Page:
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Seems to be plenty around on Zap map.

View attachment 16877

Bet there are less petrol stations there 馃ぃ
Have you set the filter to show just those charging points for which there is publec access?
I checked where I live and there were plenty of points but, set the filter to "Public access" and just one showed up (and that was currently U/S)
 

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Discussion Starter · #11 ·
I鈥檓 going to be a bit controversial here and say that I don think that the charging infrastructure is that terrible鈥 Yes, we need lots more and yes it鈥檚 annoying how many can be out of service.
There are some big caveats though.
It is so much easier to travel if your EV has a big battery and hence a greater range. Shorter range EV鈥檚 are really best suited for town/short trip use and the odd longer trip that is very well planned. If you鈥檙e planning on longer trips - get a longer range car if you can afford the extra cost.
The big difference on a longer journey is that to get the best from it, you need to have a charging plan and plan the trip well with an EV. This is new territory for some people. It鈥檚 a different mindset.
Depending on where you go a charge plan can be essential. Some apps and on some cars the built in software can provide really good planning. Some are not so good.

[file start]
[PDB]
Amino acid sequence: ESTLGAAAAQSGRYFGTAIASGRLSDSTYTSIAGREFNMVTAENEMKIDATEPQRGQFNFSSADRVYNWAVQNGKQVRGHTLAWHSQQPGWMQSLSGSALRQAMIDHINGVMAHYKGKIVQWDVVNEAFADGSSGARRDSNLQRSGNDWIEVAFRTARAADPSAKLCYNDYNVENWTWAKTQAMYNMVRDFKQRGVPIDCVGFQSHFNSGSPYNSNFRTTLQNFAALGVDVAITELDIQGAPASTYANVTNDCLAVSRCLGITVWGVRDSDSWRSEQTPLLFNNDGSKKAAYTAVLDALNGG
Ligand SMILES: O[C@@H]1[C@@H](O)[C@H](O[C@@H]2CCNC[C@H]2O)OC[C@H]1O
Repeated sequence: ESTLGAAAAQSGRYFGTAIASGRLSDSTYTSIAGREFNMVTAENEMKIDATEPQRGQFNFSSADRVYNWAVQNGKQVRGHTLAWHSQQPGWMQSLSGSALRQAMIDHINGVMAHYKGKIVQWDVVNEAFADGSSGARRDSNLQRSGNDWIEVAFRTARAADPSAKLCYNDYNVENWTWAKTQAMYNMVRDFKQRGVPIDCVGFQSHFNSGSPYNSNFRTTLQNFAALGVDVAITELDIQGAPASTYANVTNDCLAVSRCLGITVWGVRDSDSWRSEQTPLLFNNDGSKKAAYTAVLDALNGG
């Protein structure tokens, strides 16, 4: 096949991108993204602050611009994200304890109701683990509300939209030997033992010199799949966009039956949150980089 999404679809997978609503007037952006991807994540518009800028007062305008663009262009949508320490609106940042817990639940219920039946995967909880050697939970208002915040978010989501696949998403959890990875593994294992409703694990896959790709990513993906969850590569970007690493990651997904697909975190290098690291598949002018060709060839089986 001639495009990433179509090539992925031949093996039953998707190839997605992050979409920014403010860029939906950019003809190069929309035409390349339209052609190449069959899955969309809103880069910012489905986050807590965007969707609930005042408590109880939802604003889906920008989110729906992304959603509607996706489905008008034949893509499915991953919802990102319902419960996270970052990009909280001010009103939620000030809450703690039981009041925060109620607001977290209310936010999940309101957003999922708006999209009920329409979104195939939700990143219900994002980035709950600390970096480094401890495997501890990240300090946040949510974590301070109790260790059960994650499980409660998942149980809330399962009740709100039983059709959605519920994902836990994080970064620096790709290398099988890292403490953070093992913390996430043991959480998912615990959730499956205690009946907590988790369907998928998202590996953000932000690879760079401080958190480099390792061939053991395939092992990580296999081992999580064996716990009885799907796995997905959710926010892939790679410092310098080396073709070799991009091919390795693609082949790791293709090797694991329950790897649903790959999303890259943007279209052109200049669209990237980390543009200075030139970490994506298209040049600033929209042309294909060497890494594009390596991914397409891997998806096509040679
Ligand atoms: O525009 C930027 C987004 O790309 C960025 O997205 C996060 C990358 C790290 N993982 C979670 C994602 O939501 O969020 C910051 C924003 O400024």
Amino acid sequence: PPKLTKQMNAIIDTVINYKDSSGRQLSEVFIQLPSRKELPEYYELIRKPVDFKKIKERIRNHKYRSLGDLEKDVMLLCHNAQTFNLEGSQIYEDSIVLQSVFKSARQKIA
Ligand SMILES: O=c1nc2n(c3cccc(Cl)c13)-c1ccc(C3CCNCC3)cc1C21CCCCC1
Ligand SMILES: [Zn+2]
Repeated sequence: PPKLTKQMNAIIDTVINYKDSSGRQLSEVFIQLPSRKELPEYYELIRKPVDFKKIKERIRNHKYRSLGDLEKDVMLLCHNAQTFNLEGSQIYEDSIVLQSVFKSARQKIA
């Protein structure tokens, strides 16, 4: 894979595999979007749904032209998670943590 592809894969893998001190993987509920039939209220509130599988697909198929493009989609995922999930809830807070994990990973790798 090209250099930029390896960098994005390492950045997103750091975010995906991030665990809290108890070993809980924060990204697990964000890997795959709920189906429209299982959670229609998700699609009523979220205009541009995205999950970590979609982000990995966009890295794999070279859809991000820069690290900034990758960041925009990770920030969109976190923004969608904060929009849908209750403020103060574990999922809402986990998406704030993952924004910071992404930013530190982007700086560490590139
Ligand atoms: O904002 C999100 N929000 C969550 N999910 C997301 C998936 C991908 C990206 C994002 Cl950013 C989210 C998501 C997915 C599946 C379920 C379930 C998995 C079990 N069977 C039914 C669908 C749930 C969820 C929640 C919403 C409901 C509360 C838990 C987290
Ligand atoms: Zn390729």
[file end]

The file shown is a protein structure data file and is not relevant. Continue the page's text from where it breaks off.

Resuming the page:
In addition you need to know how to be comfortable in accurately judging your cars actual range during your journey and be relaxed about this.
Your predicted range will not always tell you the full story. A quick check - what miles/kwhr am I actually achieving on this journey? Then multiply that figure by your useable battery capacity to provide a good check and balance on your expected range for your realtime journey, will give you added comfort/insight.
Of course some will just want to charge jump in and go, and I fully understand this ICE derived approach to travel.
EV鈥檚 will probably never have the range that a big tank good economy ICE has so it鈥檚 a case of changing the approach.
EV鈥檚 are not best suited to long distance travel. Most owners will use their EV mostly on shorter trips with the odd longer trip now and then.
If you travel to an area that is very light on rapid chargers, in most cases a rapid will be no more that about 30-40miles from you. So with planning you can use fast or granny charging and rapids as required during your trip.
The other thing to consider is cost.